Yes. Please file this away under “amazing album art.” Hiverna is a black folk outfit from the highlands of Canada. If the trollish figure on the cover drawn by Olivier Villoingt was not enough indication, the band has made it their lot in life to catalog the dark elements of folk metal. If you have come for snarling monsters which most likely reside in the deep part of the woods, then you have certainly come to right place.
Black metal and pagan folk elements have a deep rooted history which sort of gets ignored when discussing things like “viking metal.” The original combination which set swinging music to the backdrop of shrill vocals has almost entirely been forgotten. Hiverna seems to be lead by three people with one carrying the most amount of weight as the drummer, guitarist, and vocalist. Bardunor has been a fixture in Canadian black metal bands and Hiverna seems to be lead by his efforts with the supported of a bassist and a flutist. The combination of elements are admirable though Hiverna’s overall sound is extremely rough and uneven. While this sounds like a drawback, the rough nature of the music is a perfect match. Macabre, the second volume in an ongoing odyssey into human nature, is akin to a tree which has violently fallen into overgrowth and then left alone for years.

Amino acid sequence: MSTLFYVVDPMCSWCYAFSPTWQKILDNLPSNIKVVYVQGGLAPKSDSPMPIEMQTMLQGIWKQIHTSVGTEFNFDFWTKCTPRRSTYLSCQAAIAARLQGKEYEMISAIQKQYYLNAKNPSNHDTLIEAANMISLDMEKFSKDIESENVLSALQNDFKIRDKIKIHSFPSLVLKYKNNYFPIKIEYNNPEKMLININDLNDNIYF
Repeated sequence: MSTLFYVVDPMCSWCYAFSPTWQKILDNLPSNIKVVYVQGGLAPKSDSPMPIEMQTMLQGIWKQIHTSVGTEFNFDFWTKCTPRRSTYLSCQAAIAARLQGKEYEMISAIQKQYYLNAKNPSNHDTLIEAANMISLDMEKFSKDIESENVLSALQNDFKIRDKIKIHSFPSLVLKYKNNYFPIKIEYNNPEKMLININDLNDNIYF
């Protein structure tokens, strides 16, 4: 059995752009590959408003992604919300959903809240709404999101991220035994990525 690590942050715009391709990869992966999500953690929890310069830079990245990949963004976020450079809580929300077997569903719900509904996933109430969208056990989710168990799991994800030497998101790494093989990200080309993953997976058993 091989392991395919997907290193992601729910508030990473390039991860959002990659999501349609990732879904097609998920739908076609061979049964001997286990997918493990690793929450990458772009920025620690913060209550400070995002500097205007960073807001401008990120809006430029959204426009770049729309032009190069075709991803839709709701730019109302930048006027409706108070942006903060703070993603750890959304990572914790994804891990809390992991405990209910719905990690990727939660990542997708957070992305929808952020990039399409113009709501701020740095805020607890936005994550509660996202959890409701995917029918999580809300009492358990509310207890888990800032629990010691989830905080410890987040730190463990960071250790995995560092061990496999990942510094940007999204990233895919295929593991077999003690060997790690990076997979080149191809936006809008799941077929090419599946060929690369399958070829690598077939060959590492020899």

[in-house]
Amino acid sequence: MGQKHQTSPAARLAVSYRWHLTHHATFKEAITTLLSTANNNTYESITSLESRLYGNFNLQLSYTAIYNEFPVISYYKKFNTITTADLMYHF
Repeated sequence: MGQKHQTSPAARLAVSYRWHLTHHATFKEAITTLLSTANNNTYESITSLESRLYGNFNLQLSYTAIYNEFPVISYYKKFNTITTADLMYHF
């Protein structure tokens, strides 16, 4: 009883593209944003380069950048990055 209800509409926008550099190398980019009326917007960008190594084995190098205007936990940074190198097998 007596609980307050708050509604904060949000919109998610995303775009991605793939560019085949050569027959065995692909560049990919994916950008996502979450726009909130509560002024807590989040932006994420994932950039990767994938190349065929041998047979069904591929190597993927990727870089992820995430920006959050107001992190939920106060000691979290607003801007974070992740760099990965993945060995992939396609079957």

Though I just mentioned the raw nature of Hiverna’s music, it bears repeating that it will not have the same production value as bands like Finntroll or Ensiferium. The flute sections go wildley in the air and things like acoustic opassages appear without warning. the only consistent element within Macabe seems to be the competent vocals from Bardunor. Again, this should’t be considered a criticism. Hiverna never intends to be bands with large production rather Hiverna seems to be using albums to their own conceptual means. Macabre is not going to redefine blackened folk metal but as a homegrown effort in which is in need of support, I can think of no other group more worthy of attention.